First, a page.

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Ryan expected to leave hospital in day or two

Ryan expected to leave hospital in day or two

Ryan expected to leave hospital in day or two
ANAHEIM -- Rangers president Nolan Ryan was in a Houston hospital on Monday resting and undergoing tests after experiencing chest discomfort on Sunday morning at his home in Georgetown, Texas.

An initial statement issued by the club said Ryan is believed to have experienced a recurrence of a previous heart condition. Later, the club sent out another release that said test results indicated no new developments with the condition.

The club said Ryan will continue to be treated with medication and that he is expected to be released from the hospital in a day or two. His situation is not considered critical.

The 64-year-old Hall of Famer underwent a double heart bypass in 2000. He did not have a heart attack but was diagnosed with severe blockage in his left main coronary artery.

The club's first statement said Ryan was "resting comfortably." Rangers officials declined further comment.

Ryan was supposed to be in Anaheim on Tuesday night as part of pregame ceremonies honoring the late Gene Autry at Angel Stadium. He will not be able to attend.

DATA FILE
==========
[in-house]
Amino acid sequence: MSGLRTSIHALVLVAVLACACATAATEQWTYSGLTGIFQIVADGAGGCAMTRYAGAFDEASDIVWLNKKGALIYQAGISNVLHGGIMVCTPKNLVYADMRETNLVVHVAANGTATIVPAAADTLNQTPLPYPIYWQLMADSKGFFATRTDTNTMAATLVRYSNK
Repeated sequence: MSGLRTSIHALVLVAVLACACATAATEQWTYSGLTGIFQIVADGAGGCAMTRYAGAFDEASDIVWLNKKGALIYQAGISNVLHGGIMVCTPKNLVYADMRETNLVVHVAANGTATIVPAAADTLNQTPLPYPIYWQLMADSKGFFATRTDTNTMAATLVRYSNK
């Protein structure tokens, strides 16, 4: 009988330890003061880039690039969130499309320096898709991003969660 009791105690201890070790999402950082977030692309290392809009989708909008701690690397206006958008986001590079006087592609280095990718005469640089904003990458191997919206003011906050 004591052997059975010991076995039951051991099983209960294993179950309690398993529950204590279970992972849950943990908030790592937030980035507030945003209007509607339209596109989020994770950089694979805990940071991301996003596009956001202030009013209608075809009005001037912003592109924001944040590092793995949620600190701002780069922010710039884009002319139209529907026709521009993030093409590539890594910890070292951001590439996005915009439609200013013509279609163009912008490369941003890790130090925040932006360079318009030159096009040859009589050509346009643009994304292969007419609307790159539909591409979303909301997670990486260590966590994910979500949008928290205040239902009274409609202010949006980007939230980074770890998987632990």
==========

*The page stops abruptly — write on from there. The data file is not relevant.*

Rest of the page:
Autry was the first owner of the Angels and is being inducted into the club's Hall of Fame. Ryan is already a member of the Angels Hall of Fame. He was scheduled to receive his Angels Hall of Fame ring and throw out the first pitch.

Ryan was also not planning to be in Cooperstown, N.Y., this week for the National Baseball Hall of Fame induction ceremonies. Ryan, who is baseball's all-time leader in strikeouts and no-hitters, was inducted into the Hall of Fame in 1999.

Ryan was named Rangers club president in 2008 by then-owner Tom Hicks. He was part of a group led by Bob Simpson and Ray Davis that bought the team last August and he added the title of chief executive officer during Spring Training.

He remains active as club president, watching almost every home game from his front-row seat next to the dugout and representing the Rangers at most public events. He was a part of the Rangers' group that attended the funeral of Brownwood firefighter Shannon Stone last week.

T.R. Sullivan is a reporter for MLB.com. Read his blog, Postcards from Elysian Fields, and follow him on Twitter @Sullivan_Ranger. This story was not subject to the approval of Major League Baseball or its clubs.

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